The Information Commissioner’s Office (ICO) has told the government to conduct a review into the systemic risks and areas for improvement surrounding the use of private correspondence channels, such as WhatsApp, private email and other messaging apps by ministers and government officials.
According to the data protection watchdog, the Department of Health and Social Care (DHSC), which was the main focus of its review, used these channels frequently, posing real risks to government accountability and transparency.
It said the DHSC did not have the “appropriate organisational or technical controls” to ensure that risks were properly managed. As a result, it has asked for a government-wide examination of how such channels are used across Whitehall.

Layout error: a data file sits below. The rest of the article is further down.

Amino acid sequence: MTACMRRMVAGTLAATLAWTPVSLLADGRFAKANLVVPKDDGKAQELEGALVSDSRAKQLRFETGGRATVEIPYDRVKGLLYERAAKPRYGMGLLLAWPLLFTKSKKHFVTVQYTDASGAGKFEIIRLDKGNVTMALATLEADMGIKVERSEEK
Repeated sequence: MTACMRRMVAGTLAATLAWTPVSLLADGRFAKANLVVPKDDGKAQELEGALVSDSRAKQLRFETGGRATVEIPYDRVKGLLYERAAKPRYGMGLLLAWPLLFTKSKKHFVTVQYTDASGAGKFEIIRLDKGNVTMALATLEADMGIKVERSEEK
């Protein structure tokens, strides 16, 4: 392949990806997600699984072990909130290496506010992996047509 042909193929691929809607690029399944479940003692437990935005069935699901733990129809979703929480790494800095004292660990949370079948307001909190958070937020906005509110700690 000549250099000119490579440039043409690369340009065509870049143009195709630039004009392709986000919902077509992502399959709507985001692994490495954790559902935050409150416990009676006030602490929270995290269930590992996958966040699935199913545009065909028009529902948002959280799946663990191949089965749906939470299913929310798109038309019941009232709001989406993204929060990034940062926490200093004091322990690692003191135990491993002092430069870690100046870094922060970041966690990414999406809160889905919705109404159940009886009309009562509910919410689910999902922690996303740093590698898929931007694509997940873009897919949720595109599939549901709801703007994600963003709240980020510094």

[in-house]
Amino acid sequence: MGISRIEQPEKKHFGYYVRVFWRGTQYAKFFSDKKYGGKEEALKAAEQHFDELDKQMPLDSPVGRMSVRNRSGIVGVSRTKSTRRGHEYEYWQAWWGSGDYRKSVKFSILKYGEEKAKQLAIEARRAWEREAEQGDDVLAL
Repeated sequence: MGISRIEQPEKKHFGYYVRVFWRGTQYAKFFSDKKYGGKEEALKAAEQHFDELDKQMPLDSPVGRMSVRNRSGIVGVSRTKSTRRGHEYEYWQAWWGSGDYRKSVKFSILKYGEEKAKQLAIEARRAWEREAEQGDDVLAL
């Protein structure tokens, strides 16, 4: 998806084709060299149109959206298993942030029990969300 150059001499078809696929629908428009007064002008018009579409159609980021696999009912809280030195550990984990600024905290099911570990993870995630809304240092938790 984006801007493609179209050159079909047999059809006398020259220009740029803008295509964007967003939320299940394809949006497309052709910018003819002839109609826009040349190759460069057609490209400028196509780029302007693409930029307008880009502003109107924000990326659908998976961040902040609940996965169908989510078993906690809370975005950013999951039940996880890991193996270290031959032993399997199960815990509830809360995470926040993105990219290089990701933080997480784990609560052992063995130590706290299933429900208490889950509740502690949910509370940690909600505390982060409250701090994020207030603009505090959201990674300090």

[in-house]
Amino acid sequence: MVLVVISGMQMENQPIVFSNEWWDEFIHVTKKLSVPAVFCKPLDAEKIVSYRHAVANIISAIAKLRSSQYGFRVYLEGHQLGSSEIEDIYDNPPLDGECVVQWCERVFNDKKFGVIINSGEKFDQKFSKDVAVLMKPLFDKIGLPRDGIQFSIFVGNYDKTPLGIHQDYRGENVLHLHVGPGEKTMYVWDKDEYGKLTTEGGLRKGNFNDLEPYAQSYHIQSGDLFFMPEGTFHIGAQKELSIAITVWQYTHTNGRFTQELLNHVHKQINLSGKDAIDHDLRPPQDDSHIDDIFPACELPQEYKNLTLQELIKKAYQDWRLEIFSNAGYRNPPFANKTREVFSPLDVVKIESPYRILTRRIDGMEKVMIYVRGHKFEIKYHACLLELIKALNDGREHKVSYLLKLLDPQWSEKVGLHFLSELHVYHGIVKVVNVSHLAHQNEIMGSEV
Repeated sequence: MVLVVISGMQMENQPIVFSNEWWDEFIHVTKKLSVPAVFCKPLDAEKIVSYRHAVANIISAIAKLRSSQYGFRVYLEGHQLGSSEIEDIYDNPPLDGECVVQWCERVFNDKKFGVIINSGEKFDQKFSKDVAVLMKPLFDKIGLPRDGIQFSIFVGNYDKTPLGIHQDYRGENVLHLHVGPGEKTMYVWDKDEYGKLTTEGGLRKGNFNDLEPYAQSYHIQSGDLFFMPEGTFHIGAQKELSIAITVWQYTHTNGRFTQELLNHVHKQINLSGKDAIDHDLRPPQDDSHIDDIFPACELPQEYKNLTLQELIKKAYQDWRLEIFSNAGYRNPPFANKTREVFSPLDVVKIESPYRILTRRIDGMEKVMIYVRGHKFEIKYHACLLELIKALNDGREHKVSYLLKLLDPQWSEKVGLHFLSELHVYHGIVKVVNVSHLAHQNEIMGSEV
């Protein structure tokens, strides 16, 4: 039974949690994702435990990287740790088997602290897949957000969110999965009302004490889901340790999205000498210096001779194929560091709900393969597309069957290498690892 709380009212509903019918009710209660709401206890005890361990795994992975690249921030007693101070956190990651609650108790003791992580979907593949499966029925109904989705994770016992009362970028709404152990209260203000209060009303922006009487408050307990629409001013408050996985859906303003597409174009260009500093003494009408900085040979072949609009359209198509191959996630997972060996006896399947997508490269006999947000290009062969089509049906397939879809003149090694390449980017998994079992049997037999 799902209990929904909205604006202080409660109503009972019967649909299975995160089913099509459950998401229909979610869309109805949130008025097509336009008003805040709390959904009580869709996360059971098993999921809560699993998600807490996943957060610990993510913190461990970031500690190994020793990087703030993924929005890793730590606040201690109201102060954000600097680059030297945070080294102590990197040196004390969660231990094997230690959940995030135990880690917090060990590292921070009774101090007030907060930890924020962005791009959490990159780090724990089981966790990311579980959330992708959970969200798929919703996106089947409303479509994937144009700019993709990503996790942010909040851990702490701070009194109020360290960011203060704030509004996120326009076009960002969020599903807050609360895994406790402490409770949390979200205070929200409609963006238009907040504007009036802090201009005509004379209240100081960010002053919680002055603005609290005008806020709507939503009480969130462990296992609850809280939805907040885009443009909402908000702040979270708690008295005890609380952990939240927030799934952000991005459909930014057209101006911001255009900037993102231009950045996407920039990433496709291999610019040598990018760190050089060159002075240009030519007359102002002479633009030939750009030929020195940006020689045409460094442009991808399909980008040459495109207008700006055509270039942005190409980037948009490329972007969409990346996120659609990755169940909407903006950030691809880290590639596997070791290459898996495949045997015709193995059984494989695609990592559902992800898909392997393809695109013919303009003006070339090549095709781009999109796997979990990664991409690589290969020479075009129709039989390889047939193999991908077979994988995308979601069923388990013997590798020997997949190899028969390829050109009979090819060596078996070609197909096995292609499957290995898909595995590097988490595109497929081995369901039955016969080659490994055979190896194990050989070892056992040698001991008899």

UK Information Commissioner John Edwards said he understood the value of instant communication that something like WhatsApp can bring, particularly during the pandemic where officials were forced to make quick decisions and work to meet varying demands.
“However, the price of using these methods, although not against the law, must not result in a lack of transparency and inadequate data security”, he added.
The ICO was prompted to open an inquiry in July last year after concerns were raised about the use of private messaging channels by the former health secretary Matt Hancock and his deputy, James Bethell, in the context of awarding contracts to private companies. On learning that it might be searched by a committee investigating Covid contracts, Bethell claimed to have lost his phone.